The European Commission has harshly denounced the blockade at the Ukrainian border instigated by Polish truckers and farmers, threatening legal action against the government in Warsaw.
"The truth is that I find the situation at the Polish border with Ukraine absolutely unacceptable," Adina Vălean, the European Commissioner for transport, said on Wednesday.
"While I support the right of people to protest, the entire EU, not to mention Ukraine, a country currently at war, cannot be taken hostage by blocking our external borders. It's as simple as that."
Since 6 November, Polish truckers and farmers have blocked transit through different border crossings along the Polish-Ukrainian border. On Monday, the around-the-clock restrictions were extended to a fourth crossing, in Medyka, further aggravating the crisis.
Only vehicles carrying humanitarian and military aid are allowed in.
As a result, thousands of Ukrainian truck drivers have been left stranded and forced to wait entire days before making it to the other side, with queues stretching over 30 kilometres into Polish territory. The rough conditions on the ground, including sub-zero temperatures and a lack of sanitary facilities, have raised safety concerns.
Two Ukrainian drivers who were waiting to cross the border have died inside their vehicles, both reportedly of natural causes.
Polish protesters demand the re-imposition of pre-war rules on Ukrainian truckers, who have been exempted from the obligation of carrying transport permits. The change was introduced last year as part of the European Union's "solidarity lanes," which are meant to help the war-torn nation sustain its national economy and trading relations.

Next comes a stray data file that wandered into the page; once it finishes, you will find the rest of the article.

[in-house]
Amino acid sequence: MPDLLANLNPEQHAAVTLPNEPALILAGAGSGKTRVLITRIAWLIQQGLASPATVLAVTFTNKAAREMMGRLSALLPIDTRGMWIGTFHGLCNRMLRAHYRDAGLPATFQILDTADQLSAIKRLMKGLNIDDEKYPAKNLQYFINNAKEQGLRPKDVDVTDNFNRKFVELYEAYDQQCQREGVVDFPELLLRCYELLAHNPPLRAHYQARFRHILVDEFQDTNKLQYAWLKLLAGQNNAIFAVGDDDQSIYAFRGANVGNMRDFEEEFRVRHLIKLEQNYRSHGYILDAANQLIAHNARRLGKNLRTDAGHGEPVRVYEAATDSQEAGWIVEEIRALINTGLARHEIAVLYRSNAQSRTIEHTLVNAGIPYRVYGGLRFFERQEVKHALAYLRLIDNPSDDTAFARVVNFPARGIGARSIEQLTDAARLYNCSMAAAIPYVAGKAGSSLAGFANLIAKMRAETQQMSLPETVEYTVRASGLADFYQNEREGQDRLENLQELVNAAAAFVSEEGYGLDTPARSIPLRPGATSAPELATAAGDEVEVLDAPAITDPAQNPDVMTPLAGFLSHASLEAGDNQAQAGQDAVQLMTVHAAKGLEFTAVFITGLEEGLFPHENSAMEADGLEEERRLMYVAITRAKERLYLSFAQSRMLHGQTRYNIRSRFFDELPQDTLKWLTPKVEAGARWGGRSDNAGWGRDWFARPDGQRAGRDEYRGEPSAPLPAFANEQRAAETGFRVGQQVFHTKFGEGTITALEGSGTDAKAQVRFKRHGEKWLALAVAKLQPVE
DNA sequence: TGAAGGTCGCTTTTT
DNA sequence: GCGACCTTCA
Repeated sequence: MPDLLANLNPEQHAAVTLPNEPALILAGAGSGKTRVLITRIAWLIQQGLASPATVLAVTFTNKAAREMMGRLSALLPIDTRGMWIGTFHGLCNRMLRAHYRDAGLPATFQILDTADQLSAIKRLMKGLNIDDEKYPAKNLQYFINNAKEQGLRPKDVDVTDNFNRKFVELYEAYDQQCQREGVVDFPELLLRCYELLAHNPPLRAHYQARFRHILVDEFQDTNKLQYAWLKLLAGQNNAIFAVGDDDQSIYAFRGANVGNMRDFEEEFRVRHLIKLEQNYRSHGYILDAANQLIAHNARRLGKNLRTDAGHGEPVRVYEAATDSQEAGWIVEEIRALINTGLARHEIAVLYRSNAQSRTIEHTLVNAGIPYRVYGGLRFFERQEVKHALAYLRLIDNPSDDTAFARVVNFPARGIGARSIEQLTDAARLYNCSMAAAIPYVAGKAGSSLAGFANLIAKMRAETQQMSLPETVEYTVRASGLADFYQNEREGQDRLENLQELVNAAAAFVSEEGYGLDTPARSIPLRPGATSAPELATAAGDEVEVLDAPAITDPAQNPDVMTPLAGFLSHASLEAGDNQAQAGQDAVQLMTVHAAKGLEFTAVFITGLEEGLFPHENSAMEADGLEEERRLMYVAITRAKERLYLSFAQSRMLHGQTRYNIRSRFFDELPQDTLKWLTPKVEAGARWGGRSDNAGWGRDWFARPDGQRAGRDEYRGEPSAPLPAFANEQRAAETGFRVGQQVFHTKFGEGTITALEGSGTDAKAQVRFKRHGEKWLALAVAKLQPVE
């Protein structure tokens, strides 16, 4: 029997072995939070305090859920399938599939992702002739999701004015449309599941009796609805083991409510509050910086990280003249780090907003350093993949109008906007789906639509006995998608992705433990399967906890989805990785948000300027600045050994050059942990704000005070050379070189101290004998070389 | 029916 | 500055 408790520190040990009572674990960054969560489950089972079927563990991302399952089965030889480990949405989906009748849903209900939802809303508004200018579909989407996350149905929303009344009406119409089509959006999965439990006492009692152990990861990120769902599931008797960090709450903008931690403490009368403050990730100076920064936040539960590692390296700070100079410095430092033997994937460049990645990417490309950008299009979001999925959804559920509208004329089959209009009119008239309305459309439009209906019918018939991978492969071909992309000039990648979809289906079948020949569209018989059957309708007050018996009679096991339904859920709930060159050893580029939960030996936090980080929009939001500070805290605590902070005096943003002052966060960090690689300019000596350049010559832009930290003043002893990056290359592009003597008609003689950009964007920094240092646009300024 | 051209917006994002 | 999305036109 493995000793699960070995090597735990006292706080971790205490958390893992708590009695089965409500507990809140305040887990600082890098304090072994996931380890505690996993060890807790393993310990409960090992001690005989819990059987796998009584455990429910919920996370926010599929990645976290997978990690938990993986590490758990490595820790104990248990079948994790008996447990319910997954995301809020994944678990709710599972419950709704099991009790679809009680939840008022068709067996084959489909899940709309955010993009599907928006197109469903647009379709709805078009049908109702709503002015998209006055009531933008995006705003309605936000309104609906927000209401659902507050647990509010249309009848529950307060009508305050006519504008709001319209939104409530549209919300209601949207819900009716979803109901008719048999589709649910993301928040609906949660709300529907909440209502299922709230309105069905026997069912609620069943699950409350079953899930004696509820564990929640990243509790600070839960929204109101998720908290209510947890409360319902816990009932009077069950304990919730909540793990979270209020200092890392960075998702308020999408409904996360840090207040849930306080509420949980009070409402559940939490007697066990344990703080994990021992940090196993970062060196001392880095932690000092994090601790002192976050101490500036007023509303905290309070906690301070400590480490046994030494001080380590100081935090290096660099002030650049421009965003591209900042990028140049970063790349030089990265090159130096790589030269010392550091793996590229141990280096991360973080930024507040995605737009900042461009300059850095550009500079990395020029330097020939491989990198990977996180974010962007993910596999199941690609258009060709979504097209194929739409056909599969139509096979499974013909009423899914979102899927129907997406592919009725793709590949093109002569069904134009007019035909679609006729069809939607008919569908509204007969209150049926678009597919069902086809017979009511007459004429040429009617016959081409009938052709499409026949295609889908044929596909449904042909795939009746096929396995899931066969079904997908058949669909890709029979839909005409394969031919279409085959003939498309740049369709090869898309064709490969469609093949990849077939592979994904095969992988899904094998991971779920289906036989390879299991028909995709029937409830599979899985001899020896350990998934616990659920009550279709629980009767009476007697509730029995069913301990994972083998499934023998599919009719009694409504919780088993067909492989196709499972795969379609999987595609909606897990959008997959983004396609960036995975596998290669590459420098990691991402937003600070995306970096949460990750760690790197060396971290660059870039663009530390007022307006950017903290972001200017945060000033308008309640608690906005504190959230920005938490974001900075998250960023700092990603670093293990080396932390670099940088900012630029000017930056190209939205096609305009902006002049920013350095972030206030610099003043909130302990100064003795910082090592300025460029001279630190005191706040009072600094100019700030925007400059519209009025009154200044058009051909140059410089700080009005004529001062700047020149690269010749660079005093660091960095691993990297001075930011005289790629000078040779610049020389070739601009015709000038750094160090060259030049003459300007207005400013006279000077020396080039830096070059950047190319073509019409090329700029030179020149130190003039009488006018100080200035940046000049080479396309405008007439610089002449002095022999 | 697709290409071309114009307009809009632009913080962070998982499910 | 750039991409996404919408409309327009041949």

Protesters also want empty trucks returning from Ukraine to the EU to be excluded from an electronic queuing system set up by Kyiv and the introduction of measures to prevent Belarusian and Russian haulers from evading international sanctions.
According to the Polish Ministry of Infrastructure, the changes introduced by the "solidarity lanes" have drastically upended competition to the detriment of Polish drivers: in 2021, the year before Russia launched the war, Polish truckers had a 38% market share against 62% of their Ukrainian competitors, which offer cheaper rates and are not bound by EU standards. At the end of October, the numbers turned to 8% and 92%, respectively.
But unlike the bans on tariff-free Ukrainian grain imposed earlier this year, these border restrictions are not established or endorsed by the hard-right Polish government, which lost power after the elections in October.
"We remain in constant contact with the transport industry. We are also talking to the government of Ukraine and the European Commission because they hold the key to removing the direct causes of this protest," Alvin Gajadhur, Poland's acting minister of infrastructure, said on Wednesday.
Commissioner Vălean, however, appeared unconvinced by the overture and publicly berated the Polish government for not doing its part to resolve the dispute.
"There is no good faith in finding a solution. This is my evaluation today," Vălean said. "There is a nearly complete lack of involvement of Polish authorities."
"I'm saying that because the Polish authorities are the ones that are supposed to enforce the law at that border," she added.
The Commissioner said there was a list of "technical measures" that could alleviate the tensions and restore transit but these "have to be accepted by the Polish part."
"We continue the dialogue but we reserve our right to intervene as Commission even with an infringement (procedure) against those who are not respecting the rules and are not applying the law," Vălean noted.
An infringement procedure is one of the instruments the executive has to ensure European legislation is adequately and uniformly applied across the bloc. The procedure has several phases and can lead to a lawsuit before the European Court of Justice, which can impose daily fines on a non-compliant member state.
Ukraine is open to finding a compromise with Poland but says its drivers need to be first provided with food and emergency services. Ukraine has also opened the door to evacuate those who have been left stranded inside Poland.
Meanwhile, Slovak truckers have threatened to join the blockade from 1 December unless action is taken to decrease competition from Ukrainian haulers, according to the country's Union of Slovak carriers (UNAS).